Northwest Arkansas Times from Fayetteville, Arkansas on May 12, 1974 · Page 8
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May 12, 1974

Northwest Arkansas Times from Fayetteville, Arkansas · Page 8

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Fayetteville, Arkansas
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Sunday, May 12, 1974
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Page 8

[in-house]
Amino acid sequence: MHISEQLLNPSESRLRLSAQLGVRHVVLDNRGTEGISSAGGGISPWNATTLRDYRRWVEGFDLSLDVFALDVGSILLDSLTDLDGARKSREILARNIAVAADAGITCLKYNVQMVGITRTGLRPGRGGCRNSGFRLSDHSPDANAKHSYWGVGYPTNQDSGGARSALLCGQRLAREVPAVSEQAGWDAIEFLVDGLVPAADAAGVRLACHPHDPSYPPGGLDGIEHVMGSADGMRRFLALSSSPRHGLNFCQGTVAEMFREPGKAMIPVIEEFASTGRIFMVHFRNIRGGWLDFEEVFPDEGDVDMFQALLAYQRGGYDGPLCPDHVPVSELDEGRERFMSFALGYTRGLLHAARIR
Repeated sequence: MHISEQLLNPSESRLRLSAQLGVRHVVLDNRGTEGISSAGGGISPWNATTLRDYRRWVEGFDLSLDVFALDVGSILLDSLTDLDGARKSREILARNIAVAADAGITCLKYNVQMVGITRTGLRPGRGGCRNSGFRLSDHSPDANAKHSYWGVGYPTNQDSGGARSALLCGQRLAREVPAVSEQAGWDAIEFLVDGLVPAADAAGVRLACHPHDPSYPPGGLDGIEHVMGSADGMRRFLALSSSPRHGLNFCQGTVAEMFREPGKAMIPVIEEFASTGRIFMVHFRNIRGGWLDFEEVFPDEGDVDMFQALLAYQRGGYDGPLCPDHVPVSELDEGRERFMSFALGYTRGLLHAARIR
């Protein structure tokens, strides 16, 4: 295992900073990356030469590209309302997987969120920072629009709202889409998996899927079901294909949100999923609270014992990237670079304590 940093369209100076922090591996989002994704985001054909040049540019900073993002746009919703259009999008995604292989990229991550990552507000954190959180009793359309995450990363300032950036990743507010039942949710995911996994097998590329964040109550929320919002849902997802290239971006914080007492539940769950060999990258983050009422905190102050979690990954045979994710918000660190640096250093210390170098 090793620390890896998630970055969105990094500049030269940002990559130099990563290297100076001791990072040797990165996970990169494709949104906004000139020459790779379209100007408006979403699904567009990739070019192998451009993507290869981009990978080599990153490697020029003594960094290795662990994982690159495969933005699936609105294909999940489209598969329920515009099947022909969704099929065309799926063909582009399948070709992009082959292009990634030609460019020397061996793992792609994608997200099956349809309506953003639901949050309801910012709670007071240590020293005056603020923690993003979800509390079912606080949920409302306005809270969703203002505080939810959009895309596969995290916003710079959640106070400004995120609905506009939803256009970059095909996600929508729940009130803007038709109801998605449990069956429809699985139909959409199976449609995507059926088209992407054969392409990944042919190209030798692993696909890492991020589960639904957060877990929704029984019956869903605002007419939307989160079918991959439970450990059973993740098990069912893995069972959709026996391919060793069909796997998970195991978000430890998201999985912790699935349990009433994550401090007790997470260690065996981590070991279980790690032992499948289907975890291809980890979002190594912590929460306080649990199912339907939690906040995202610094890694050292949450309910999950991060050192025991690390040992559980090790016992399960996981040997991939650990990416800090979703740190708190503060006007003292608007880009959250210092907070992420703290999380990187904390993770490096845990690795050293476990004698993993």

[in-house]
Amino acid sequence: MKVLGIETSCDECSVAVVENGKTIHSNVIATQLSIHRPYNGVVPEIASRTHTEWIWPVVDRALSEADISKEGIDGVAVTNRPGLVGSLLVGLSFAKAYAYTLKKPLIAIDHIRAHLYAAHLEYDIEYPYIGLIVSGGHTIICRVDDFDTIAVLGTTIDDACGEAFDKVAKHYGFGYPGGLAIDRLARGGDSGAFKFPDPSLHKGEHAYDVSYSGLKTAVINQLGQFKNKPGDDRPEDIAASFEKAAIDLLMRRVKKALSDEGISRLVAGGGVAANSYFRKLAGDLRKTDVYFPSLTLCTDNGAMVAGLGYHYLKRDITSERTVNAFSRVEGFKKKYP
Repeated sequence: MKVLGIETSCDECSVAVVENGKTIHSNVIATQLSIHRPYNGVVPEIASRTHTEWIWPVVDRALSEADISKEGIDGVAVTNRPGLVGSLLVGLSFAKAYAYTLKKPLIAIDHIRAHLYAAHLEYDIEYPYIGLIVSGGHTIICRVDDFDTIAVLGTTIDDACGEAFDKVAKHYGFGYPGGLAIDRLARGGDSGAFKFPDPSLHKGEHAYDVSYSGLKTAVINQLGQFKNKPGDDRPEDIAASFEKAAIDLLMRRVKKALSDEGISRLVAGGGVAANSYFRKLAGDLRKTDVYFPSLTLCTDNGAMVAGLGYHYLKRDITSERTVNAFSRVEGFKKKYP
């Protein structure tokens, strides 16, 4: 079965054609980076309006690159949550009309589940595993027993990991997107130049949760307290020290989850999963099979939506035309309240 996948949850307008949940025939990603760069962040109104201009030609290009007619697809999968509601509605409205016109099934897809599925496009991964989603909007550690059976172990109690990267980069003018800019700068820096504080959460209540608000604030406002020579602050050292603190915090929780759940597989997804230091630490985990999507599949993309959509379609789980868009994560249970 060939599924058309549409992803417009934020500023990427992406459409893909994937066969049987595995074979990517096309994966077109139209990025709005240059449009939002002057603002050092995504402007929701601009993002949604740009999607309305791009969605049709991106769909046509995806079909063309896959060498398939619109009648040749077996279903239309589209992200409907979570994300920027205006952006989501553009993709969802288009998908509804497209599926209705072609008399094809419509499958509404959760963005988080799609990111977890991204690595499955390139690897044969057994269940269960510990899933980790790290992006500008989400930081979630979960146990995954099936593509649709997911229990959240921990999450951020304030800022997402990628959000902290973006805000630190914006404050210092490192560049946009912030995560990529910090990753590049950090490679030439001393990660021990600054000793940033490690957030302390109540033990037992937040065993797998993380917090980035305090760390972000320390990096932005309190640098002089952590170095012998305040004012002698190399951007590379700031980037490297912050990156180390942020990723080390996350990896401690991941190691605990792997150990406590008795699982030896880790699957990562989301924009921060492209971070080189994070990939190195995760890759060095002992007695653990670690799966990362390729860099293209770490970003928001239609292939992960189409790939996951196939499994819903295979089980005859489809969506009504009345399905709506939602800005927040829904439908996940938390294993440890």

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·A · NorthwMt ArkariMt TIMES, Sun., May 12, 1974 »VlTTiVILL«, A« With A Difficult Road Still Ahead Suez Canal Clearing Project Well Underway Sewtr Luncheon B I R M I N G H A M . K n R l a n d (AP) -- A construction comp n r i y is to tlirow a luncheon For 1QD ' d i g n i t a r i e s In a sewer, to celebrate cotnplclion of work on a new drainage system. The SfiOO eosl includes a temporary slairtasc so guests won't have to climb down ladders. ISMAILJA, Egypt (AP) -- A rishermin s«n"l' poled his boat among tht olive drab waters of tht Su«z Canal. seemingly oblivious to the repeated Ihuiik of exploding mines set off by Egyptian demolition teams within ear.ihol. Three small rockets, warheads and fins intact, were baking in the ric.wrt he/it next ;.to a irwtal retaining wall hold ing back the sand. British and Egyptian naval forcei began clearing Port Said harbor, at the northern end of the waterway, in early April. Tht American helicopter car ricr Iwo J i m a and n a v y clivers arrived late in A p r i l to bcftin sweeping the canal of mines. Closed for R'A years, the canal ; still blocked by wrecked ships, sunk by the Egyptians during ihc six-day war of 1367- A reopened canal would cut s h i p p i n g Lime from Bombay lo Lisbon by eight days by elitni- naling the round-Africa voyage, and would reactivate shipping facilities along Uie Red Sea and I n d i a n Ocean coastlines. A U.N. report released in April said the closed canal lias cost Ihc world more than Sift-billion higher shipping charges, trade Faubus Backs More State Funds For Cities, Counties NASHVILLE. Ark. (AP) -Former Gov. Orval E, Faubus said Saturday he thought it might be feasible to provide cities and counties with 10 per cent of the state's revenue. However, Fsubus, who is seeking the Democratic nomination for governor, said he had decided on no firm percentage. Faubus tpoke at a luncheon of the Southwest Arkansas District Poultry Festival Faubus arrived at the lunch- ·on late because of what he called the winding roads West Arkansas. "If I am elected your governor again, I will try to straighten out the roads in Southwest ArkinMS.'* Fcubus said. The Former six-term governor also discussed a super-road sys ;em for Arkansas. He said he agreed with one of his Demo era Lie opponents. David 1] Pryor of Little Rock, that central highway corridor wa need in South-Centra I Ar ansas. Faubus also said he thought iuper h i g h w a y system wa needed in West Arkansas Iron the northwest corner of · Ih state to Texarkana. He said super h i g h w a y aho was ncede northeast from Little Rock. Faubus saitl he was oppose to gun control legislation. He supported a continuatio erf the state prison reform pro gram. eductions ;md other losses. Rail service between Cairo, K.xplosivcs from two wars. Suez and Ismailia has been re- nme 80 sunken vessels ? j n d i s t o r e d , but it will lake $50-mil .her obstacles must he, learcd. Dredging must he done nd navigation aids replaced wforc the waterway again is ipcn to ships of OD.Oflfl Ions. To permit use by today's cavier supertankers would re- Hire both deepening and wid- n i n g of the canal at enormous ost, COSTS I N C R K A S K Official estimates of what it vill cost to revive the canal for vcn smaller vessels have risen rom S? billion In £9 billion. The money has not been raised yet. Millions of tons of imported concrete, thousands of tons of metal and lumber, electric gen crators, technical know-how md masses of equipment are still needed --- and so is the casli to pay [or them. Would-no investors are wail. g detailed plans, specif i c a lions and a list of priorities, a: well as guarantees to protect their investment in case of re i e w e d hostilities between Kgypt and Israel. The Sue/: Canal Authority which originally hoped to re open the waterway in time for the Oet. b anniversary of the "War of Liberation," as it i known here, now admits it wil t a k e at least 10 months to clear the canal of explosives and oth er obstacles, Dredgers, already slandin; by in Alexandria, Jsmailia an the Bitter Lakes, presumabh could follow behind the salvagi crews. Essential services -- water electricity and sewage--are re .stored in the major canal cilie of Port .Said, Sue?, and Ismailia on to rebuild the Ismailia-Port aid Hail Line, torn up for for- Tications. Kxpansivc Kgyplian plans to nakc hundreds of thousands of cres of the Sinai Desert iloom, to transform the marsh- imds around Port Said into a luty free port to rival Hong Long, and lo build t u n n e l s un- er tho canal will take five to iix years at least. FUNDS SOUGHT Egyptians. who accepted Russian aid in the Sfl's only after Washington declined to ielp build the Aswan High Datn, are hopeful the Americans will make a major f i n a n - cial commitment in addition to he "tens of millions" already promised to sweep the cana! of explosives. Western shipping accounted for 93 per cent of the 242 million tons of cargo which passed th rough the canal on 21,250 ships in 19fi6, its last full year of operation. The United Slates rankec fourth--after Italy, Britain and France, respectively -- in shipping that year. There is talk here that Western investment houses, or perhaps the World Bank, will raise several hundred million dollars for a "debt management fund" to get work started. Before the Ibis spring will be accompanied by some dramatic gesture -! perhaps writing off of millions of dollars of debts owed Washington through the billion-dollar food for peace program which ended when Cairo broke relations with Washington in 1967. They note the precedent was ct when Washington last year cancelled India's rupee debt equal to $2.2 hillion, owned primarily for grain supplied amine relief. AID REQUEST A State Department official said in Washington that the 1967 war, Egypt had a Bank commitment World pro- N'ixon Administration would ask Congress to authori/e about 3250-million in economic aid lo Egypt for the next fiscal year. Such assistance would include iunds to help reopen the canal, as a move to show that the U.S. attitude toward Egypt is "posi- live," the official added. Egypt also is hoping for reconstruction aid; from ils Aral oil-producing brethren, who art. expected lo amass about $70 billion in surplus revenues this year. Bui observers say cautious Arab investors arc more interested in sure, reia lively quick money earner such as a proposed billion dol lar petrochemical plant to re fine crude oil. Once the canal is opened il i expected to earn at least a mil lion dollars a day in revenue. Another million dollars a day 'Wild come from the Sinai oil elds now under Israeli occupa- ion. The reopened canal may also oincide with a gradual decline n the supertanker hown as ran and other Persian Gulf oil iroducers begin refining their wn crude oil before shipment, Experts say thin-skinned super- -mkcrs would be unsuitable for ·arrying highly flammable re- "ined products. In Cairo, there's a boom town atmosphere of free spending and expectation. Hotels anc ministry wailing rooms illed with neatly-dressed, brief case carrying businessmen ca jer'For a piece of the action. "It's a bit like the California gold rush -- everyone is com ng but no one lias found an; 'old yet,'* observed one Com -non Market businessman. gram to deepen the canal to 70 feet from its then 38 feet to permit loaded tankers of 250,000 tons lo pass through. That didn't get off the ground, Egyptians hope thai the expected visit of President Nixon OUTSTANDING VALUE! Outstanding features, outstanding low price! 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